Giorgio Vasari is undoubtedly best known to posterity for his Lives of the Artists, a magnum opus that exists in two profoundly and intriguingly different editions, published in 1550 and 1568, but that is by no means all he got up to. He was a major and pioneering collector, above all of drawings, a prolific and genuinely gifted draughtsman in his own right, and an extremely able – though admittedly not exactly inspired – painter. As if all this were not enough, his greatest creative strength was arguably as an architect: among other works, he designed the Uffizi in Florence.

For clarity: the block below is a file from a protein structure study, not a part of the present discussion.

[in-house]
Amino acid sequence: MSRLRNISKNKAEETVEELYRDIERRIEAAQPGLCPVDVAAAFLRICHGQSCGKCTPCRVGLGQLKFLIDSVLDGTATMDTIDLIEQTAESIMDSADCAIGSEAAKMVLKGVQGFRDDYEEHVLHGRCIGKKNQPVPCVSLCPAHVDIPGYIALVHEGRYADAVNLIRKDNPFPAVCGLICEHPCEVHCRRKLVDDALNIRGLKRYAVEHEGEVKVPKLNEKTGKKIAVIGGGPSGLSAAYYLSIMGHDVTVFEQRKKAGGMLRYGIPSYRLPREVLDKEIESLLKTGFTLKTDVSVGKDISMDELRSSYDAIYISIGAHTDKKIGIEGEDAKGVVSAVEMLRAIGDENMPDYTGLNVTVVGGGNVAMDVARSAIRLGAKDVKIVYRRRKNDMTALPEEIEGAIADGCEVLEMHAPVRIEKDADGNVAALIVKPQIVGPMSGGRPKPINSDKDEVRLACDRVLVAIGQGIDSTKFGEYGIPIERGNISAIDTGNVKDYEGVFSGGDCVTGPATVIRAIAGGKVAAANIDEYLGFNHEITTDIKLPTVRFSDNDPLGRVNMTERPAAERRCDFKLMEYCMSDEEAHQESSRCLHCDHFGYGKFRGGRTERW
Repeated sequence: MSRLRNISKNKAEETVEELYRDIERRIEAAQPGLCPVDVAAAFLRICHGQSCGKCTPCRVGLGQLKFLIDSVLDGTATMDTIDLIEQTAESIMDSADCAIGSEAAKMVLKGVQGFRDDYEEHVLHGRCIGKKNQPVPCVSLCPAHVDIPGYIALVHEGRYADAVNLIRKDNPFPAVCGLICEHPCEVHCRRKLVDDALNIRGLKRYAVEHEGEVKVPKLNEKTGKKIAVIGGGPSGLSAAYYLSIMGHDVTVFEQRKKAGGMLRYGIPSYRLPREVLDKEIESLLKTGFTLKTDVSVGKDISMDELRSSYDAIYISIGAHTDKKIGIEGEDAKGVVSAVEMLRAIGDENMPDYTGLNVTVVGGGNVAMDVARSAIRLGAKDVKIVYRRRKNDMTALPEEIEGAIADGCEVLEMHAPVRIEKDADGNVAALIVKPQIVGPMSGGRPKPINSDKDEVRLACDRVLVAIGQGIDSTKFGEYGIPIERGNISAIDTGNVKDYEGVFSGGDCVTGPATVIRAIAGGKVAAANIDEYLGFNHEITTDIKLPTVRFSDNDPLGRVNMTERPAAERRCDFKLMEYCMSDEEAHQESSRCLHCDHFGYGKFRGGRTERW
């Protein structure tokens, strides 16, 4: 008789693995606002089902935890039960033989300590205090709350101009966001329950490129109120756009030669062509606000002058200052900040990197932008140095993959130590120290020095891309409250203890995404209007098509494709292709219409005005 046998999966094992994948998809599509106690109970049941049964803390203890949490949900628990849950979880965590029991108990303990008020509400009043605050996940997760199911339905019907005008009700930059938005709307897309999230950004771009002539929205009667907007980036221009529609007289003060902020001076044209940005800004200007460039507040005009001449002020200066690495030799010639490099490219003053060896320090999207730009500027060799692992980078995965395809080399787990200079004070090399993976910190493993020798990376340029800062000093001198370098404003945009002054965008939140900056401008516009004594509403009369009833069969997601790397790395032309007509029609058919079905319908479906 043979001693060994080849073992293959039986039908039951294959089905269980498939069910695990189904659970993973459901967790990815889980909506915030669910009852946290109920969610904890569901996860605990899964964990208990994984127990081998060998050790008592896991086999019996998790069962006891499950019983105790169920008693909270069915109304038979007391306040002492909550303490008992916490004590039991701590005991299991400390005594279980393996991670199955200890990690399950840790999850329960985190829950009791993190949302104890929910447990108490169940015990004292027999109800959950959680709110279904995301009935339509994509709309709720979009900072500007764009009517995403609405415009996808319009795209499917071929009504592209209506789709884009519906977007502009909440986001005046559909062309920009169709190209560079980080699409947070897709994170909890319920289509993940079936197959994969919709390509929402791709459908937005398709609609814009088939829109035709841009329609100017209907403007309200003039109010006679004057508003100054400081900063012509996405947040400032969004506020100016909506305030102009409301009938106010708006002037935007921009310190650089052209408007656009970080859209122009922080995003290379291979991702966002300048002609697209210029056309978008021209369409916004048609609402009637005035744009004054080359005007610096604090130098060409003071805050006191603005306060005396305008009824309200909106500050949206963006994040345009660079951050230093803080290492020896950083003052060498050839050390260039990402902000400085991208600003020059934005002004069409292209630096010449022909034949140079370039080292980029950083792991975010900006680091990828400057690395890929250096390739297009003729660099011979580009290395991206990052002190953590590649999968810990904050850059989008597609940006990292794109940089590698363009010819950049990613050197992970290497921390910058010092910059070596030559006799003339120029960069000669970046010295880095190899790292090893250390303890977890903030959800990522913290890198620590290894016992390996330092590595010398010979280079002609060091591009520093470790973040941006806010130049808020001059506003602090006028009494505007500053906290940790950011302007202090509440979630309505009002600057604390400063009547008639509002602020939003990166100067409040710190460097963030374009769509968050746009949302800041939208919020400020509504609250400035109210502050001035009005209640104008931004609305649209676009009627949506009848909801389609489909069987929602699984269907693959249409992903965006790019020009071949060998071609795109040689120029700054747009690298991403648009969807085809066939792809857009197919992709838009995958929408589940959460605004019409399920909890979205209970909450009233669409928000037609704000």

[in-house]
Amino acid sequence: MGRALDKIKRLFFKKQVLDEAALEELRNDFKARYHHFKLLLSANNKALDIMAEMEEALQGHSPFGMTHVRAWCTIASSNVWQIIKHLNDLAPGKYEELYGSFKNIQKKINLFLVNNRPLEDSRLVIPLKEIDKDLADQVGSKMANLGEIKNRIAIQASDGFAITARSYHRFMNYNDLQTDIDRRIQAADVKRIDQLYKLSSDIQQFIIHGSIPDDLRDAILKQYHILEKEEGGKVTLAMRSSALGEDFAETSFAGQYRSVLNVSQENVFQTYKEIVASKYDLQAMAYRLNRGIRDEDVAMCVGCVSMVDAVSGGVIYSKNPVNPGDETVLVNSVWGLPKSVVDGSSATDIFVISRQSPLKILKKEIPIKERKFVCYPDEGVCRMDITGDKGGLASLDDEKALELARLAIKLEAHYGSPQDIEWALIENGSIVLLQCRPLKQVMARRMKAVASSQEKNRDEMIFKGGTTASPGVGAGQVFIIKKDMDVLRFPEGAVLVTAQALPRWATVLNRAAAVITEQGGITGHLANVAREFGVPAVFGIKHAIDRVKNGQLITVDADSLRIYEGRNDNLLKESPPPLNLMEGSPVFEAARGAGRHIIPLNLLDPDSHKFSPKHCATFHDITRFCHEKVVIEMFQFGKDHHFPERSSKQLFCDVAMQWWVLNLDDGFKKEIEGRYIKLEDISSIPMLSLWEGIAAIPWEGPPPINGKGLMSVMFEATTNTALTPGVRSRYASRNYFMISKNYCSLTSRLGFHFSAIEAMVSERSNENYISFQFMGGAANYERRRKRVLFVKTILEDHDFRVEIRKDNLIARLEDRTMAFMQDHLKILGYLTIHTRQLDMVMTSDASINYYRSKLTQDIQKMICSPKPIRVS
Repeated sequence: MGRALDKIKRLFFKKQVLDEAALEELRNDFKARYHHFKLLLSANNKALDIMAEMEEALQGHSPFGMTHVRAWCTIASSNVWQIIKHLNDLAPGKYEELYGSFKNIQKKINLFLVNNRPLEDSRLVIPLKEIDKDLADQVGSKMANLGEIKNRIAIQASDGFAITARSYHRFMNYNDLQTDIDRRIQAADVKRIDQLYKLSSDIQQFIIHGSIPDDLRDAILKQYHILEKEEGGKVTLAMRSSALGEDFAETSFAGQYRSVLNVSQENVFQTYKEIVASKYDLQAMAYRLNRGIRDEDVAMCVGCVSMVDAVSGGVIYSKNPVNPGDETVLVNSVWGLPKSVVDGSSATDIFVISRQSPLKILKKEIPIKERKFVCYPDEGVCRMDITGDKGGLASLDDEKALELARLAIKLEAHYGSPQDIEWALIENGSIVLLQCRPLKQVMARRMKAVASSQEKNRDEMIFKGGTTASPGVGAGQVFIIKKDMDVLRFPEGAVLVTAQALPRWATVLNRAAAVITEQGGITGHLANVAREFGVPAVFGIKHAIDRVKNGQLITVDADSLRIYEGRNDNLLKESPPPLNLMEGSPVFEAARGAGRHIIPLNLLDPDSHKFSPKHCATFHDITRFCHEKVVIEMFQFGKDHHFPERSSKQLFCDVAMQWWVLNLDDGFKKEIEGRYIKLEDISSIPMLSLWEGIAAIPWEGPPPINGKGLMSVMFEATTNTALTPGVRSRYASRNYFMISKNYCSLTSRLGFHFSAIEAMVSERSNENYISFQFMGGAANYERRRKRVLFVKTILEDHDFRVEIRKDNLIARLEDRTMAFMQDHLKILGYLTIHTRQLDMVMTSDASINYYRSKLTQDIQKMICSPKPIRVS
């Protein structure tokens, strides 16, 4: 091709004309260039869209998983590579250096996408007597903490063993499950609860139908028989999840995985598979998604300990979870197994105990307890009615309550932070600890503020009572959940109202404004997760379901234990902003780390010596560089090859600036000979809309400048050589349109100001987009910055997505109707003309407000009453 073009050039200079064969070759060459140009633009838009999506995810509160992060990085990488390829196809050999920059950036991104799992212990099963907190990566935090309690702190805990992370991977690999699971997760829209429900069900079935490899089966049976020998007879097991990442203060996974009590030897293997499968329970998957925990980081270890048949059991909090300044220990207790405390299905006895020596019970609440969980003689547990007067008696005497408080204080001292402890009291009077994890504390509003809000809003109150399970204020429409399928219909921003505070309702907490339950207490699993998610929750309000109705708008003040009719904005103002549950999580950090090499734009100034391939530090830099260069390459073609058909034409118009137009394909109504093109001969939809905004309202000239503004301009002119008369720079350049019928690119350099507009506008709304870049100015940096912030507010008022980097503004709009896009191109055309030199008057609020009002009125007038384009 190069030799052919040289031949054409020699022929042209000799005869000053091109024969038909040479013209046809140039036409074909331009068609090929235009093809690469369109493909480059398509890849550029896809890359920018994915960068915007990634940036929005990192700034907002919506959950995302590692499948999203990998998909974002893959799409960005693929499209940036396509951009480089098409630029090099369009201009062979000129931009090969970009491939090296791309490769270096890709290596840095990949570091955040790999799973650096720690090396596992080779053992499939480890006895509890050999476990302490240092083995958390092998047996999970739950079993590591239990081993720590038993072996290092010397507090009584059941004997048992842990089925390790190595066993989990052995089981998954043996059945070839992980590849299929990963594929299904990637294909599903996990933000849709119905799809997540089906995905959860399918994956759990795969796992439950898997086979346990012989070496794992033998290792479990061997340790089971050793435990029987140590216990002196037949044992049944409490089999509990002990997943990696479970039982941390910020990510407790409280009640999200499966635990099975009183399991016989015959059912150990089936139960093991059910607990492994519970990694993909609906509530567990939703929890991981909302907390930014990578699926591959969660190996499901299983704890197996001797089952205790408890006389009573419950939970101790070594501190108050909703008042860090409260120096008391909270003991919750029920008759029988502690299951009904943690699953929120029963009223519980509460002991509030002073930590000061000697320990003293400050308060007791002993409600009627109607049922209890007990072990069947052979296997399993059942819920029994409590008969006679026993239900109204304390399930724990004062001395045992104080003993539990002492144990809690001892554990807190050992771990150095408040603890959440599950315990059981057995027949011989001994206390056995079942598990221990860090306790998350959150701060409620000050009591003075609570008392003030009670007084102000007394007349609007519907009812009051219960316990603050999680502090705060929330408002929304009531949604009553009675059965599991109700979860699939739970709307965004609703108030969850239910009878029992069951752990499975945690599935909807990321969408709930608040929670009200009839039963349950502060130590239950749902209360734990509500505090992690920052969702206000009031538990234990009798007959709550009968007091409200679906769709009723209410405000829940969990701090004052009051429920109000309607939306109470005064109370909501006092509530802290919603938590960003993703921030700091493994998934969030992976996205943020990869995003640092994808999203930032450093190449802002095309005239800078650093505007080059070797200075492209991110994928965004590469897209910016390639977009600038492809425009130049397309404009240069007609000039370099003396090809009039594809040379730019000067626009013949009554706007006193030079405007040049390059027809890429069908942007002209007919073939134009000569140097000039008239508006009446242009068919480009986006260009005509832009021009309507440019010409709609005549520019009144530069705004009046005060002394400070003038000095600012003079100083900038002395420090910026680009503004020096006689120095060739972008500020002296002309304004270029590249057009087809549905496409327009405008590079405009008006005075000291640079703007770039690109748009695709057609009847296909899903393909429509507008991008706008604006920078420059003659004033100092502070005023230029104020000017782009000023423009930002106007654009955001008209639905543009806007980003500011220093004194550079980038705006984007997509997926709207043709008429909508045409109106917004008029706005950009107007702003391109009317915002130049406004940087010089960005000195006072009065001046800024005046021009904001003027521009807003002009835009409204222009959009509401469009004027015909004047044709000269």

In order to recount the story of his life, Ingrid Rowland and Noah Charney follow these various strands in different ways. While their treatment of his life itself and the bigger picture of events in Italy during the period are straightforwardly chronological, there are various focused excursuses – above all concerning Vasari’s biographies of major artists – that are not. The fact that the authors jump about a bit is certainly no crime. Where the book is altogether less satisfactory is in the cursory account it gives of the differences between the two editions of the Lives.
At times, one is reluctantly tempted to wonder how much the authors care about this crucial topic. To take what is admittedly the most flagrant howler, they allege that Vasari’s life of Bandinelli ‘is so virulent that he dared not publish it in 1550 when the artist was